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THE EVIDENCE BASE OF QUALITY STATEMENTS ON ADVANCED DEMENTIA: A SYSTEMATIC REVIEW
  1. B Candy,
  2. M Elliott,
  3. L Jones and
  4. E Sampson
  1. Marie Curie Palliative Care Research Unit, University College London Unit of Mental Health Sciences, UK

    Abstract

    Introduction The National Institute for Health and Care Excellence (NICE) clinical guideline on dementia highlighted how people with dementia may not be able to access good quality palliative care (NICE 2007). Subsequently, the NICE Quality Standards Programme for Dementia provided quality statements for commissioners to guide the care of those with advanced dementia. However, the literature review supporting these statements identified little empirical evidence behind these. Since then new research on end of life care in dementia has been published.

    Aim(s) and method(s) To undertake a systematic review of the current evidence relevant to three NICE quality statements on care of people with advanced dementia: (1) advanced care planning; (2) assessment of palliative care needs; (3) a named care co-ordinator. We are searching four databases including EMBASE and other sources including expert consultation. We seek high quality quantitative and qualitative research. For the quantitative evidence, in our summation we are prioritising studies of comparative design. If there are randomised trials we will use as appropriate meta-analysis to combine the trials. For the qualitative evidence we are using thematic synthesis approaches as appropriate. All key stages are undertaken in duplicate.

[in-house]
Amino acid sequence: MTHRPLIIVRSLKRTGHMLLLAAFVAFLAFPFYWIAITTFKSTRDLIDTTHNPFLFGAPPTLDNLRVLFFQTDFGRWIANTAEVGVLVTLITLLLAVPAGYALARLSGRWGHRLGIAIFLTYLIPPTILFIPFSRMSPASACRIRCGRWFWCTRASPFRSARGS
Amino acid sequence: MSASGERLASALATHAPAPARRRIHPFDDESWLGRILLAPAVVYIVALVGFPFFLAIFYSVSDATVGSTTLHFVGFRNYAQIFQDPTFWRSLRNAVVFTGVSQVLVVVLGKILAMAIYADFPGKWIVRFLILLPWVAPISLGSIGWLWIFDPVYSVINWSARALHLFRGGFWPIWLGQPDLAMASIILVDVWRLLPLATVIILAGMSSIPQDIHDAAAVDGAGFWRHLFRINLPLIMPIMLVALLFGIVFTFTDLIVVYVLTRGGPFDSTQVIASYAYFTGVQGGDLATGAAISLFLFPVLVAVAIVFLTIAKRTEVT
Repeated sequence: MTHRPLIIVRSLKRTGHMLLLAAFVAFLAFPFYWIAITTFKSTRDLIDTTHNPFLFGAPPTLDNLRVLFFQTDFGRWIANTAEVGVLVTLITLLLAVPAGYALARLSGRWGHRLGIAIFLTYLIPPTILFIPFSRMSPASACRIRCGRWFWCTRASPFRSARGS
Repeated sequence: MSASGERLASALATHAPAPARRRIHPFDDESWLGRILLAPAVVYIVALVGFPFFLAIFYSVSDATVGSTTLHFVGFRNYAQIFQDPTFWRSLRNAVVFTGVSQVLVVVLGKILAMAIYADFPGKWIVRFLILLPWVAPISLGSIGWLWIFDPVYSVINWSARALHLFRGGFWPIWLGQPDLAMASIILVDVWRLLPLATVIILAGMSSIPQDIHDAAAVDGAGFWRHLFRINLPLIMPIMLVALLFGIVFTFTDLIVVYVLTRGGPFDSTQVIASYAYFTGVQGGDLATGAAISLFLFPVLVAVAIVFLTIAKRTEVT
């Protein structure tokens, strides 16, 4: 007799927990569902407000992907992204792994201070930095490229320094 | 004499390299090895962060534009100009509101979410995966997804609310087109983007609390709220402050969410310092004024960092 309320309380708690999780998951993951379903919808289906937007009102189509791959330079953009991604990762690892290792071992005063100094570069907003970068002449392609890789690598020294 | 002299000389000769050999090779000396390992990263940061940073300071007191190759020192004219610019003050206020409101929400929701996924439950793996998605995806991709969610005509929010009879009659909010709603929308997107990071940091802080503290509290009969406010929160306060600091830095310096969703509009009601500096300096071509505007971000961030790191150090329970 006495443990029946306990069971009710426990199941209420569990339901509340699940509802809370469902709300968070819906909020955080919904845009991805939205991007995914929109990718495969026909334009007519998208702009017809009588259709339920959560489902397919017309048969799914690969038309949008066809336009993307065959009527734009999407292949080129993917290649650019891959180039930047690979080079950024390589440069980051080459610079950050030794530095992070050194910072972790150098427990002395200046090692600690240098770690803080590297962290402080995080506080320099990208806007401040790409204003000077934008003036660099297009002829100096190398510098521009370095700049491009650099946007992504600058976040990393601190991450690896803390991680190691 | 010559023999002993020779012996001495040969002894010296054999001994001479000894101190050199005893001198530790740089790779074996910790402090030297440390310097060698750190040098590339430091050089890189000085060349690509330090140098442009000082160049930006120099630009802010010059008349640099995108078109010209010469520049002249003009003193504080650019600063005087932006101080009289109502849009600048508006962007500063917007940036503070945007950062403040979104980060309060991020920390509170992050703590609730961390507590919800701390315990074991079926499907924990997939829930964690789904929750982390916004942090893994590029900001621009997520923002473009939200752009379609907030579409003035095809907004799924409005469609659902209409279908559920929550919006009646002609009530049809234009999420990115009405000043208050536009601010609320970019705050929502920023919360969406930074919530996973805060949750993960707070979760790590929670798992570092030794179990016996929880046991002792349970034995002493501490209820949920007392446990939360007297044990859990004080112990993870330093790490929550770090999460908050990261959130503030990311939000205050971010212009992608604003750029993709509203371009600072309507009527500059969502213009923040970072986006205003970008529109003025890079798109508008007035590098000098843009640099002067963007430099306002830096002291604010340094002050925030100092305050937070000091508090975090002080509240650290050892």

Results We will have completed our review by March 2014 and will summarise how well each quality statement is supported by evidence.

    Conclusion(s) This review will identify how robust these commissioning statements are with respect to the evidence that underlies them. We will be able to make recommendations on how the quality standards may be improved and made more effective in day to day practice.

    • Supportive care
    • Supportive care
    • Supportive care
    • Supportive care
    • Supportive care
    • Supportive care
    • Supportive care

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